The pandemic is here. That’s happening, despite the idea that anyone could protest it away. The idea that populations across the world are now being asked to stay home as much as possible or at least avoid large crowding takes away from community experiences society has developed over the last thousands of years. Luckily, we do have one fallback in this era while we wait it out: the world-wide web.
None of this is to diminish the seriousness of the situation. People really should be washing their hands more, touching their faces less, and taking care of those more susceptible to the virus. We should’ve been doing that for a long time now. But from the looks of things, we’ll all be spending a bit more time indoors.
What’s going to replace the communal experience of concerts? Movie theaters could be emptying out, so what do we have for entertainment? Is there something that will now fill the slot of live sports since those are being quickly canceled, from the NBA to the NCAA’s March Madness?
The answer is no, not quite, especially due to the fissures created by the array of streaming and cable services, at least not in terms of something that people will all watch together or attend at the same time. But since we all will be traveling less and avoiding large gatherings in the next week or three, here are my picks on what’s worth watching or catching up on in order to allay the boredom or preempt the loneliness from a lack of shared cultural experiences.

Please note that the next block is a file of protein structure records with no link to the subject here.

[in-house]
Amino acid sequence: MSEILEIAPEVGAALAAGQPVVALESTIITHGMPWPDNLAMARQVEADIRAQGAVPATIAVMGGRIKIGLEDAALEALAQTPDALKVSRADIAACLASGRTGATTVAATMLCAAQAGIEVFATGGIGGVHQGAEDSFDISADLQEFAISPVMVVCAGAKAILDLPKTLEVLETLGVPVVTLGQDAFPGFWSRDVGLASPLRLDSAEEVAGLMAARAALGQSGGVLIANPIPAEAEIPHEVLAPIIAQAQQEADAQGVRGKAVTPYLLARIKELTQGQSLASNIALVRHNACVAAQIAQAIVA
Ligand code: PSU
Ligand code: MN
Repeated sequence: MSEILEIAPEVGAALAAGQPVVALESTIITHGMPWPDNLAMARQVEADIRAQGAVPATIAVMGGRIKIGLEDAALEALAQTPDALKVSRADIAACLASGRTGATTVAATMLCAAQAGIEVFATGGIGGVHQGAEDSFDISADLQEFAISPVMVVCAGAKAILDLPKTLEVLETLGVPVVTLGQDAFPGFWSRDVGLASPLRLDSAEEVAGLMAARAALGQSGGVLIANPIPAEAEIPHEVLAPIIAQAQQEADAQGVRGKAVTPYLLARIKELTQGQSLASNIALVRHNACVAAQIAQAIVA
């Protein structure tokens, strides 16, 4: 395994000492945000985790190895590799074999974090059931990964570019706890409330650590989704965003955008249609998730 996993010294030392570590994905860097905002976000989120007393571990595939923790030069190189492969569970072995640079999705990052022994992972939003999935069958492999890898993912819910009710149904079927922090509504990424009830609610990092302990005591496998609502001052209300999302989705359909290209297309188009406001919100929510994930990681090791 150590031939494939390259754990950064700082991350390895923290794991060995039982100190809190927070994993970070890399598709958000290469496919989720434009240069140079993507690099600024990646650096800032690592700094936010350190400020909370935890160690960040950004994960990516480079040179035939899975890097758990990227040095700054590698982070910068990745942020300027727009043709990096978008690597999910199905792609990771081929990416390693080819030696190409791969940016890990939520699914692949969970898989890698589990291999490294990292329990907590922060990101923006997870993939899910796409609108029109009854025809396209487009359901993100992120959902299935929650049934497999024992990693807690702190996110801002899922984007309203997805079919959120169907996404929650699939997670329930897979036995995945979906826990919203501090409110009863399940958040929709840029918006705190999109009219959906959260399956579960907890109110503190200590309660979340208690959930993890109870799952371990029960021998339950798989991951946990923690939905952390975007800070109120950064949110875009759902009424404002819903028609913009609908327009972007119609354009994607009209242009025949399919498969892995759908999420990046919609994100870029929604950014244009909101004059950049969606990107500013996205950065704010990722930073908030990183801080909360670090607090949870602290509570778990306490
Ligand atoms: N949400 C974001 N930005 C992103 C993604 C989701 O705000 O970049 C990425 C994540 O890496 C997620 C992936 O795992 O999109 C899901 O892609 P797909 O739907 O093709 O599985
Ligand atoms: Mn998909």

I Can Recommend…
The Outsider (HBO) — Worth the cost of HBO’s monthly expense, assuming you can afford an extra $15 a month with all this other bullshit. The Outsider is tense and creepy, not to mention wonderfully made with a cast that includes recent Oscar-winner Cynthia Erivo and Golden Globe winner Ben Mendelsohn. Everything begins with the murder of a small child and a killer who could not have committed the crime. There’s no way he did it. Right? Right. Everything unwinds from there.
The New Pope (HBO) — I’ve probably written enough about The New Pope, but just to recap: it’s an easy catch-up show as there are only two seasons (the first being called The Young Pope and also on HBO). The New Pope has John Malkovich doing some of his best work and Jude Law smirking like no other pope has in reality. Plus, Jude Law walks on a beach in what barely passes as a bathing suit. Believe it or not, it’s a weirdly touching show, and it manages to mine emotions at an angle unseen since some of David Lynch’s works. I love this one.